And so it will prove for cafe life, and shopping malls, and pop concerts. Maybe Ariana Grande will be back in the UK - or maybe she will decide that discretion is the better part of a Dangerous Woman's valor. But there will be fewer young girls in the audience - because no mum or dad wants to live for the rest of their lives with the great gaping hole in your heart opening up for dozens of English parents this grim morning. And one day the jihad will get lucky and the bomb will take with it one of these filthy infidel "shameless" pop whores cavorting on stage in her underwear. You can carry on exactly as before, but in a decade or two, just as there are fewer gay bars in Amsterdam and no more Jewish shops on the Chaussée de Gand, there will be less music in the air in western cities. Even the buskers, like the one in Manchester's Piccadilly Gardens today serenading a shattered city with "All You Need Is Love", will have moved on, having learned that it's a bit more complicated than that.

I am currently reading Douglas Murray's fine book, The Strange Death of Europe, which lays out, unsparingly, the central illusion of the last half-century - that you could demographically transform the composition of hitherto more or less homogeneous nation states on a scale no stable society has ever attempted, and that there would be no consequences except a more vibrant range of local restaurants. Mrs May declared this morning on the steps of Downing Street that she had held a top-level security meeting, or what they call in Britain a "COBRA", which sounds like something scary enough to do battle with SPECTRE; in that sense, it's a very butch acronym for a bit of bureaucratic furniture labeling (Cabinet Office Briefing Room A). But I'll bet the mood around the table was one of fatalism and resignation, outside a few micro-adjustments to the budget of counter-terrorism agencies and the number of CCTV cameras and the amount of security checks at "sensitive" "high-value" targets like department stores, and theatres, and restaurants and football grounds and pubs and chip shops and...

But the arithmetic is not difficult: Poland and Hungary and Slovakia do not have Islamic terrorism because they have very little Islam. France and Germany and Belgium admit more and more Islam, and thus more and more terrorism. Yet the subject of immigration has been all but entirely absent from the current UK election campaign. Thirty years ago, in the interests of stopping IRA terrorism, the British state was not above preventing the internal movement within its borders of unconvicted, uncharged, unarrested Republican sympathizers seeking to take a ferry from Belfast to Liverpool. Today it declares it can do nothing to prevent the movement of large numbers of the Muslim world from thousands of miles away to the heart of the United Kingdom. It's just a fact of life - like being blown up when you go to a pop concert.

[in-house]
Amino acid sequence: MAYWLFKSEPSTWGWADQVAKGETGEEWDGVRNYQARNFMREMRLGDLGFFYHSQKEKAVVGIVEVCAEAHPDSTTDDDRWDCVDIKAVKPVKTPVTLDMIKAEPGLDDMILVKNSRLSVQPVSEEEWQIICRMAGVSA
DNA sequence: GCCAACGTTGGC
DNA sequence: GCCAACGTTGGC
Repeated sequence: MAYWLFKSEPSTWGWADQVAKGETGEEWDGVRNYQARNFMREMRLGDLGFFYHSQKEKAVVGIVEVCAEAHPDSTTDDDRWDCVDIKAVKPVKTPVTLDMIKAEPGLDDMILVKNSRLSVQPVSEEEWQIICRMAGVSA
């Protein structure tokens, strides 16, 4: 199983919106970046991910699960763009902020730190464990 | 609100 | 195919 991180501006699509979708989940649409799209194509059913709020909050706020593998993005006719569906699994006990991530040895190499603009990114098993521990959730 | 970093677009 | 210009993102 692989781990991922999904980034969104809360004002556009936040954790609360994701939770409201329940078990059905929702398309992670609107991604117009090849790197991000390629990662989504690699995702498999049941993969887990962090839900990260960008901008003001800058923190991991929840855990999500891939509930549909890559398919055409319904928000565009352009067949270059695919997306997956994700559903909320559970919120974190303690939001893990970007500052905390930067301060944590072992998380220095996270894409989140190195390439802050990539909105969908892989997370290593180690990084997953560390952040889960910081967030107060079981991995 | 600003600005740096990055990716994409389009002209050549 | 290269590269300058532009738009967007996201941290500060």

All of us have gotten things wrong since 9/11. But few of us have gotten things as disastrously wrong as May and Merkel and Hollande and an entire generation of European political leaders who insist that remorseless incremental Islamization is both unstoppable and manageable. It is neither - and, for the sake of the dead of last night's carnage and for those of the next one, it is necessary to face that honestly. Theresa May's statement in Downing Street is said by my old friends at The Spectator to be "defiant", but what she is defying is not terrorism but reality. So too for all the exhausted accessories of defiance chic: candles, teddy bears, hashtags, the pitiful passive rote gestures that acknowledge atrocity without addressing it - like the Eloi in H G Wells' Time Machine, too evolved to resist the Morlocks.

As I asked around Europe all last year: What's the happy ending here? In a decade it will be worse, and in two decades worse still, and then in three decades people will barely recall how it used to be, when all that warmth and vibrancy of urban life that Owen Jones hymns in today's Guardian is but a memory, and the music has died away, and Manchester is as dull and listless as today's Alexandria. If Mrs May or Frau Merkel has a happier ending, I'd be interested to hear it. If not, it is necessary not to carry on, but to change, and soon - before it's too late.

https://www.steynonl...s-dangerous-man
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#37 Three Eyes

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Posted 23 May 2017 - 10:05 PM

"Salam Abedi" I'm just guessing of Arabic ethnicity...

 

No, that's classic Irish.


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Hey there goes Alex. He's loaded with money. Wow he's really set himself up great.


#38 nickslikk2112

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Posted 23 May 2017 - 10:06 PM

No, that's classic Irish.

Now that would be Salam O'Bedi :)


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#39 nickslikk2112

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Posted 23 May 2017 - 10:08 PM

"Salam Abedi" I'm just guessing of Arabic ethnicity...

What if he were a Christian Arab?


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#40 Moving Target

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Posted 23 May 2017 - 10:10 PM

The PM has raised the threat level from Severe to Critical, the only time it has been that high since 9/11.

5000 troops will go onto the streets supporting the Police at key sites such as sporting events, concerts and transport hubs.